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Unexpected myocarditis in thalassaemia major patient screened for iron load cardiomyopathy
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  1. Alberto Roghi1,
  2. Santo Dellegrottaglie2,
  3. Patrizia Pedrotti2,
  4. Stefano Pedretti2,
  5. Elena Cassinerio3,
  6. Maria Domenica Cappellini3
  1. 1
    Niguarda Ca’Granda Hospital, Cardiology, Milan, 20100, Italy
  2. 2
    Cardiac MR Unit, A.De Gasperis Department of Cardiology, Milan, 20100, Italy
  3. 3
    University of Milan, Centro Anemie Rare, Department of Medicine, Milan, 20100, Italy
  1. alberto_roghi{at}fastwebnet.it

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A 45-year-old white female with thalassaemia major, diabetes mellitus and hypogonadism underwent routine cardiac magnetic resonance (CMR) imaging to evaluate T2*, a myocardial and hepatic iron load indicator useful in the management of iron chelating therapy. At cardiac cine imaging, left ventricular antero-apical mild hypokinesia and pericardial effusion were evident. T2 weighted STIR image (fig 1) showed high signal intensity of the left ventricular lateral wall, a typical sign of myocardial oedema. Delayed enhancement imaging after paramagnetic contrast (fig 2) showed intramyocardial enhancement matching with the T2 weighted image. Myocardial T2* was within normal values, suggesting no evidence of myocardial iron overload.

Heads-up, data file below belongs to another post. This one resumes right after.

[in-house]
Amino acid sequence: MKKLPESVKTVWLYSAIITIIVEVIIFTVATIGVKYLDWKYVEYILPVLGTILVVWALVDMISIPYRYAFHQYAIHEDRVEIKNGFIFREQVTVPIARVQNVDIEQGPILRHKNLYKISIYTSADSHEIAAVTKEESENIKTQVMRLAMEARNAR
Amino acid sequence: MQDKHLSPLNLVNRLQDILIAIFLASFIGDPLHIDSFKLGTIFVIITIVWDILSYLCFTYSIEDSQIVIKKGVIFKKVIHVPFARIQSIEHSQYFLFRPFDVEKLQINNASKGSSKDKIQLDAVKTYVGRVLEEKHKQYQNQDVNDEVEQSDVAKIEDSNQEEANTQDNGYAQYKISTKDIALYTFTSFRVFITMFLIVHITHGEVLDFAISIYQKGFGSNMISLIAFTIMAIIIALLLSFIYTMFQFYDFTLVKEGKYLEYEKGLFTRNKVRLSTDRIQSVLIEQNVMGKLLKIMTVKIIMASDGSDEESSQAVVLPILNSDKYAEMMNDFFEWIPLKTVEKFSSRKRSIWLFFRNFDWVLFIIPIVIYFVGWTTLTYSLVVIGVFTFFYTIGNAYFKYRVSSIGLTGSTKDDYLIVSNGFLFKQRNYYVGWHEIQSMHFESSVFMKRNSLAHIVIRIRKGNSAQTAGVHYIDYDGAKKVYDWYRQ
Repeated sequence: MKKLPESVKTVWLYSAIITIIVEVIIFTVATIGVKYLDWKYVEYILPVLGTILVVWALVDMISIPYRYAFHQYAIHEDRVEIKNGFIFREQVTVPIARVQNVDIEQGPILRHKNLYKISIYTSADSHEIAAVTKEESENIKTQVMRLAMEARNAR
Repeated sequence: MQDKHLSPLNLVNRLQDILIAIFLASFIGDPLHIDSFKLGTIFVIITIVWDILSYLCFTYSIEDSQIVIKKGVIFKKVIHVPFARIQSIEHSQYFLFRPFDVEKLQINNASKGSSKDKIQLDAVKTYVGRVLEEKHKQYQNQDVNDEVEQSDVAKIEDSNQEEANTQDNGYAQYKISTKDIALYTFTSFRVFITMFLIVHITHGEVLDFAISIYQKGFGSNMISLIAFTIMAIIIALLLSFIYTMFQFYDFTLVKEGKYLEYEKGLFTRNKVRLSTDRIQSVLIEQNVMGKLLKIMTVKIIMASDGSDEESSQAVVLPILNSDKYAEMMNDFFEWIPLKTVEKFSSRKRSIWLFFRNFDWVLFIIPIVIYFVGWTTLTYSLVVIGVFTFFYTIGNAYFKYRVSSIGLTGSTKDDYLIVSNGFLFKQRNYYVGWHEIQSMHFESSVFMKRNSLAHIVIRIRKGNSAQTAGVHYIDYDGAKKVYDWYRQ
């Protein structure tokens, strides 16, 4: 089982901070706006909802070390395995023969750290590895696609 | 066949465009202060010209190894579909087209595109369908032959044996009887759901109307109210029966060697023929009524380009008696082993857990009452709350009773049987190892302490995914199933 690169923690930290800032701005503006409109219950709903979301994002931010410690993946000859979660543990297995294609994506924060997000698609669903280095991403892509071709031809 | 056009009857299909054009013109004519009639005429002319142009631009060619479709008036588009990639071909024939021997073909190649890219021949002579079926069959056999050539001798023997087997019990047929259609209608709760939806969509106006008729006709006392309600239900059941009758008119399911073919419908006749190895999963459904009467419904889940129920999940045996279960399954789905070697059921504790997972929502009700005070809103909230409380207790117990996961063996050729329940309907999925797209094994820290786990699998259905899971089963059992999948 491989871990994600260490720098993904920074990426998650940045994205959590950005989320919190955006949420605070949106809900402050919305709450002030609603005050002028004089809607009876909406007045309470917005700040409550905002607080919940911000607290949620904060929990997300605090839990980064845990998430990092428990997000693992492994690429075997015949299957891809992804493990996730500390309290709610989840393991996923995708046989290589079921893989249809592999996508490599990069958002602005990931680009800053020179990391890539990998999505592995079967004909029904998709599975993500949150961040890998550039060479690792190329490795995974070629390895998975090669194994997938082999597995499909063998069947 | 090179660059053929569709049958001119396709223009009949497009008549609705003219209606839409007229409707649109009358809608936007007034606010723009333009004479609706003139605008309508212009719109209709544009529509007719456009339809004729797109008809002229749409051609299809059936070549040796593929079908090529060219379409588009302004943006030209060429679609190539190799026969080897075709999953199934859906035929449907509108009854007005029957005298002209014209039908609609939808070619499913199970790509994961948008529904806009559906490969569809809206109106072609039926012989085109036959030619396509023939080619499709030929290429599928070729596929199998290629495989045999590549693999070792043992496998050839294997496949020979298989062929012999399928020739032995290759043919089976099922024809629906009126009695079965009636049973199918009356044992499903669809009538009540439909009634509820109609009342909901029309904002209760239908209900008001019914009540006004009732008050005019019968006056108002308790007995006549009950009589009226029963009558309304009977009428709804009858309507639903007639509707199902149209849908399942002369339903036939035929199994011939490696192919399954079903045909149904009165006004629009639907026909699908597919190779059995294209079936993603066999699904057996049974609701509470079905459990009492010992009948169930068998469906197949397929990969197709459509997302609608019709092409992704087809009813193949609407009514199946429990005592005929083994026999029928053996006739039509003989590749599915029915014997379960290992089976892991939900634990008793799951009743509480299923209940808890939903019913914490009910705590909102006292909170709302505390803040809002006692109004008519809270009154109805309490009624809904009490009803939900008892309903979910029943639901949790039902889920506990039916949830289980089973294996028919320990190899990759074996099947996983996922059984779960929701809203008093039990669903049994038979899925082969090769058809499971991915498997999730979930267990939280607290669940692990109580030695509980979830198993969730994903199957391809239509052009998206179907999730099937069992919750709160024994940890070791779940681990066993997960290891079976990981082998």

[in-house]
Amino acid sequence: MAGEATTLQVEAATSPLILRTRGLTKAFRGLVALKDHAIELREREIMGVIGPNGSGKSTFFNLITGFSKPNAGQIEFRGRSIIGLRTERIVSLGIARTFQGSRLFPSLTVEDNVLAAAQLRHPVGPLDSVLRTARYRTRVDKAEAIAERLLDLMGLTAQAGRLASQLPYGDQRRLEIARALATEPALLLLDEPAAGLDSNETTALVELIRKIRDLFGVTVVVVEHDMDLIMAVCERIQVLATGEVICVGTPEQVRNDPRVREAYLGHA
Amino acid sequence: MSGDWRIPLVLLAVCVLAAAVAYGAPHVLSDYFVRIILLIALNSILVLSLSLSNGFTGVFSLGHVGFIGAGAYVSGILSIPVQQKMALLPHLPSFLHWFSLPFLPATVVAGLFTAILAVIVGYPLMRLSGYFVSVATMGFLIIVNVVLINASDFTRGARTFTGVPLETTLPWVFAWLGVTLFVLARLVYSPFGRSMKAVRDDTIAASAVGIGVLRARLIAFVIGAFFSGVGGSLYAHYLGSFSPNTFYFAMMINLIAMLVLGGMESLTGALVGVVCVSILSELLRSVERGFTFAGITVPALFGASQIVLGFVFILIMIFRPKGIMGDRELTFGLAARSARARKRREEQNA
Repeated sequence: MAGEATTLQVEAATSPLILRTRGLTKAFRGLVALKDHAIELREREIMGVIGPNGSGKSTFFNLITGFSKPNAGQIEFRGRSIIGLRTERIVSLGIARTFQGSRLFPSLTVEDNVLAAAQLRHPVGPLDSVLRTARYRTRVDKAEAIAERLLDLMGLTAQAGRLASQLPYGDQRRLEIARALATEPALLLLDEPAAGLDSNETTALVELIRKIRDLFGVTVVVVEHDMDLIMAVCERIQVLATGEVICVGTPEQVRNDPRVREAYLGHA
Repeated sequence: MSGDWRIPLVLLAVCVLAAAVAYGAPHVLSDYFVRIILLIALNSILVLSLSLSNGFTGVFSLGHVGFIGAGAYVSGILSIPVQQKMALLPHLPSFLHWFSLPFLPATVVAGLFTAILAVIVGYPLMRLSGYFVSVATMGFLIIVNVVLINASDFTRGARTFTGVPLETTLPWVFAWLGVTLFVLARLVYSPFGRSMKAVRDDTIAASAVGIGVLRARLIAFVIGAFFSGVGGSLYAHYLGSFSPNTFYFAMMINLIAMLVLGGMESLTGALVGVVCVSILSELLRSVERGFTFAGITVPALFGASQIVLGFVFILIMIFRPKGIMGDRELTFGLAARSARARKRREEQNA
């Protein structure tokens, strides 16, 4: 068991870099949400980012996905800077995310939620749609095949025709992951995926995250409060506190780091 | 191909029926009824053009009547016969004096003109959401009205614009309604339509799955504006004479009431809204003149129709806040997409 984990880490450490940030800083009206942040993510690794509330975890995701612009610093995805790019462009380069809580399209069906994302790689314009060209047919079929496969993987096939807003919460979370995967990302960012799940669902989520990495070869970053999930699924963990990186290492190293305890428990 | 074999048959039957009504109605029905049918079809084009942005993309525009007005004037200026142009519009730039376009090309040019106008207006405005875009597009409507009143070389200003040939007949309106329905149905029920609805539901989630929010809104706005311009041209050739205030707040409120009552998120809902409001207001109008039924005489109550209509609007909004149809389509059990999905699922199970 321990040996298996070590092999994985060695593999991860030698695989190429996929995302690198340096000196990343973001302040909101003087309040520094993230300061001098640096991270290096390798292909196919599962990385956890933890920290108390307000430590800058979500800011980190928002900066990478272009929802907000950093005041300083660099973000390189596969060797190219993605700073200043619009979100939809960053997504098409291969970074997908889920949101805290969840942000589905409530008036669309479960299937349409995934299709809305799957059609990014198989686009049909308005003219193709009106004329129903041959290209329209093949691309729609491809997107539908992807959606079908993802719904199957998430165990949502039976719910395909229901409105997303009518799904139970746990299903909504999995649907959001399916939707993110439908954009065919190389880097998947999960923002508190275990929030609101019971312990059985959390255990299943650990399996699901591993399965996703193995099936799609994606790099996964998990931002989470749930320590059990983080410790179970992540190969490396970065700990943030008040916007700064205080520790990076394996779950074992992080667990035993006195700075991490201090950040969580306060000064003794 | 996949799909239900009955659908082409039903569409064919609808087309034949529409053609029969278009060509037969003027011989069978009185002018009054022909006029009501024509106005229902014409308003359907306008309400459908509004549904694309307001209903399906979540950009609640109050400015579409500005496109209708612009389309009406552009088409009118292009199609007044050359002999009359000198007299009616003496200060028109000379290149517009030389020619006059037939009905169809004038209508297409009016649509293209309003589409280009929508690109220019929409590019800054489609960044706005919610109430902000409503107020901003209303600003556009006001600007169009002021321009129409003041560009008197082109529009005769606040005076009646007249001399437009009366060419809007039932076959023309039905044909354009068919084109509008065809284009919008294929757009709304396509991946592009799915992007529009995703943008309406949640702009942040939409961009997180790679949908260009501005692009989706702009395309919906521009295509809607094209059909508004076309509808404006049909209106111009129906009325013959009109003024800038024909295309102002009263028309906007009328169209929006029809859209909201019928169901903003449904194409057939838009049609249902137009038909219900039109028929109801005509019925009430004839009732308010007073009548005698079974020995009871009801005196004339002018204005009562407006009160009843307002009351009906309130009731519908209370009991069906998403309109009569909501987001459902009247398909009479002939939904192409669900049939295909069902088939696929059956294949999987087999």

Figure 1 T2 weighted four chamber view showing high signal intensity of the lateral wall (white arrow).
Figure 2 Delay enhancement short axis view showing lateral wall hyperenhancement (white arrow).

A flue-like syndrome a few days before the MR examination was the only significant symptom. The subsequent follow-up was negative for major events.

In thalassaemia major, transfusions and iron chelation therapy have significantly improved patient survival. However, congestive heart failure is still the leading cause of mortality. A direct iron toxic effect on myocardial cells is considered to be the main aetiologic factor of hypokinetic cardiomyopathy, but many other co-morbidities may precipitate cardiac failure. The incidence of infections among thalassaemic patients is higher than in normal controls and is related to the impairment of immune competence and to endocrinopathies such as hypothyroidism and diabetes mellitus.1

Myocarditis is a serious complication related to iron load induced viral infection susceptibility and myocardial vulnerability.2

CMR imaging offers the opportunity to evaluate non-invasively myocardial morphology, function and iron load3 and to detect, as in the present case, an insidious presentation of acute myocarditis.

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Footnotes

  • Competing interests: none.

  • Patient consent: Patient/guardian consent was obtained for publication.

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